Gire: Minority quotas? How to fix Oscar's diversity problem

  • Writer/director Ryan Coogler and star Michael B. Jordan talk on the set of the acclaimed drama "Creed," which earned only one Oscar nomination: Sylvester Stallone for supporting actor.

    Writer/director Ryan Coogler and star Michael B. Jordan talk on the set of the acclaimed drama "Creed," which earned only one Oscar nomination: Sylvester Stallone for supporting actor.

Posted1/22/2016 5:26 AM

Old white guys have been running Hollywood and the Academy of Motion Picture Arts and Sciences since their inceptions.

Now, like Claude Raines' police chief in "Casablanca," people are Shocked! Shocked! that not a single African-American received a directing or acting nomination in the 88th annual Oscars.


All because Academy voters -- roughly 90 percent white and 75 percent male according to L.A. Times estimates -- did exactly what they did last year: nominate an all-white slate for the director and performer nominations.

Most people probably agree that improving the Oscars so they reflect the more diverse world of 21st-century filmmakers is a good idea.

But old, white male biases are deeply entrenched in Hollywood. The best way, perhaps the only way, to achieve improvement would be to shake up the voters' ages, races and genders.

Academy President Gregory Peck tried that in the 1960s when he and the Board of Governors disenfranchised members (many retired) to youthen-ize the group's average age. Peck also brought in younger members.

Yet, here we are 50 years later. The Academy still struggles not only with racial diversity but with gender equality, even prejudice against comedies for Best Picture.

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In defense of the Academy voters, it's not as if inferior white nominees took the recognition that should have gone to better nonwhite filmmakers and stars.

Faced with many candidates of relatively equal excellence, the older, white-male-dominated Academy allowed bias to tilt the scales. That's the insidious nature of bias. It's invisible.

To address this issue quickly and effectively, Academy President Cheryl Boone Isaacs (once the only African-American member of the Academy's board of governors) and the board must implement two types of justice to rebalance the scales.


They must establish a sense of restorative justice (also called corrective justice) by ensuring minority filmmakers are recognized in the nominations next year.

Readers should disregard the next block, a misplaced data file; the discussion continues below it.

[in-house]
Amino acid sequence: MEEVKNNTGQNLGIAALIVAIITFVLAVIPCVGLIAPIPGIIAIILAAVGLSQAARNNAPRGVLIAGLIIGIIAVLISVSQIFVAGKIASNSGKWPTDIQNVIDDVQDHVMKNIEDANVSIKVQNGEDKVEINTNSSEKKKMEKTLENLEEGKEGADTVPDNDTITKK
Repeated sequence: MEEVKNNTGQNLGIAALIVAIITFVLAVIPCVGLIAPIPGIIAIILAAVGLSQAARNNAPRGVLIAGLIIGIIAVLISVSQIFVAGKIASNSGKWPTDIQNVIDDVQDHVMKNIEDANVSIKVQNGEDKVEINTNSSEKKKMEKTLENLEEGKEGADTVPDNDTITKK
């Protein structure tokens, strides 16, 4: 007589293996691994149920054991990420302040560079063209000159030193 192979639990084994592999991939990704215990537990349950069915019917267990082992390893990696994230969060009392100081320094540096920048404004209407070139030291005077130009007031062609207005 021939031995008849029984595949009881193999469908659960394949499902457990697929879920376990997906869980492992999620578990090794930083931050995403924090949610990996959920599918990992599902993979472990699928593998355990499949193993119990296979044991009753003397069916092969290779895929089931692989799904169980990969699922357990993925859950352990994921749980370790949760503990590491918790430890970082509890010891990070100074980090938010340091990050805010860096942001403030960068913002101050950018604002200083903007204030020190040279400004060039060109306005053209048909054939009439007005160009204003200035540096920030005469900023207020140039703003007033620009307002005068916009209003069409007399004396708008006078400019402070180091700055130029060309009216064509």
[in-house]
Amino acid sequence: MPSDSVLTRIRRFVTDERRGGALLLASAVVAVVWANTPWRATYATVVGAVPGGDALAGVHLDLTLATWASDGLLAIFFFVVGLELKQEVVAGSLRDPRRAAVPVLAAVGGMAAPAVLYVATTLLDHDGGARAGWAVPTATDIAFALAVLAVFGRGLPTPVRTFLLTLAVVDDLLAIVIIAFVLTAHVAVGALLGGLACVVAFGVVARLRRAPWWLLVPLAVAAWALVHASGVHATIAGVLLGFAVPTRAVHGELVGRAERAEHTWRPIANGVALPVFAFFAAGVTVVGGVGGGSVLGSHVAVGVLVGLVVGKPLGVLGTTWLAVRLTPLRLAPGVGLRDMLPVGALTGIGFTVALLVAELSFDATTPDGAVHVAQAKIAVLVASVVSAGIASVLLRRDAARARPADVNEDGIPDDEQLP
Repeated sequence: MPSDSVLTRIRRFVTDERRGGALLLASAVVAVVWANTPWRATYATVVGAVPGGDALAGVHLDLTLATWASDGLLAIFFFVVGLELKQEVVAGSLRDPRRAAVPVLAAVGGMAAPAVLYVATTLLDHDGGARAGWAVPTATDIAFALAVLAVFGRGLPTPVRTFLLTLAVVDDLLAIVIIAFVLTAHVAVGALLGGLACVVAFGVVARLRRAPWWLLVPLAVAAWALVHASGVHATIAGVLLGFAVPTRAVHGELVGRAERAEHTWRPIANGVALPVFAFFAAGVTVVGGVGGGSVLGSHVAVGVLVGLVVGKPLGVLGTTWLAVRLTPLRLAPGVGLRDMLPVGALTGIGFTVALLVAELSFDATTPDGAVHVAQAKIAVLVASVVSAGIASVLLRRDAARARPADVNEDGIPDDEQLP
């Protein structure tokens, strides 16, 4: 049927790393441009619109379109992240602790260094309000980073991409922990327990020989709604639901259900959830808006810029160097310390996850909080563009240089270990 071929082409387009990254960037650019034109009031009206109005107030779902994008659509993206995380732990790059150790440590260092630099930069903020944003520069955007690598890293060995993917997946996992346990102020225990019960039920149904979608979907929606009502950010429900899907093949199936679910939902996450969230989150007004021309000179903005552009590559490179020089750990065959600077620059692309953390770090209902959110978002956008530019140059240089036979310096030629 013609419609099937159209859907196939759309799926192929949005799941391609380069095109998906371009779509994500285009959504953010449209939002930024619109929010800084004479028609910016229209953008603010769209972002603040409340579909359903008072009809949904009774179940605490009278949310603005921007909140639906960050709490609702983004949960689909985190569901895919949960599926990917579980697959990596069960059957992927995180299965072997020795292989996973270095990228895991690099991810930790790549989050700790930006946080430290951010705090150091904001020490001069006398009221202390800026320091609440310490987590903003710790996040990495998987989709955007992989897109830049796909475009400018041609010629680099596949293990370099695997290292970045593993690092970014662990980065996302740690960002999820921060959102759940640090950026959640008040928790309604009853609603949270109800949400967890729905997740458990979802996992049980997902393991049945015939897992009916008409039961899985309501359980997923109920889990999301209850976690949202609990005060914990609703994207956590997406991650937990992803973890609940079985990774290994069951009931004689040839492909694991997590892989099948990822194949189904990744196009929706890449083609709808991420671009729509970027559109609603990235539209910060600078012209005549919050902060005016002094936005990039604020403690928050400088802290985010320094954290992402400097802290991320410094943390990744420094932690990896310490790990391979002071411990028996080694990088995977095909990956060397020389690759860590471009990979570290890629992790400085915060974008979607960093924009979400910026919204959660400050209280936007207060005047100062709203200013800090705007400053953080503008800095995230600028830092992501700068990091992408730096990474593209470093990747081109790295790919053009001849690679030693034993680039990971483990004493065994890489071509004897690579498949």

The most radical approach would be that for the 89th Oscars only, members must vote for nonwhite nominees in the director and performing categories. Or, taking a less drastic cue from affirmative action, a certain number of nonwhite nominees can be mandated to each category, the same way that universities diversify student bodies by enacting incentives and setting minority quotas.

What? Not fair?

Let's ask "Hateful Eight" star Samuel L. Jackson if he thinks this year's all-white nominations are "fair."

Or "Concussion" star Will Smith or "Creed" director Ryan Coogler or actor Michael B. Jordan or "Beasts of No Nation" actor Idris Elba or even "Selma" director Ava DuVernay or actor David Oyelowo, snubbed last year.

Second, Boone Isaacs and the board must establish a sense of procedural justice for fairness in future voting. The best way to ensure this would be to create a more diverse voting pool that accurately reflects the true Hollywood workforce.

To help achieve that, members who retire or go inactive should be removed from the voting rosters. Only active, working filmmakers who know what's going on in Hollywood should be able to vote.

This would instantly rebalance the absurdly disproportionate white-guys/everyone-else ratio.

As Spike Lee said earlier this week, the Academy's 6,000-plus membership can't be changed "hocus-pocus, presto-chango."

True, but the fastest way to improve diversity in the Academy membership is to start doing it now.

The deadline for 2016 Academy membership proposals is Thursday, March 24.

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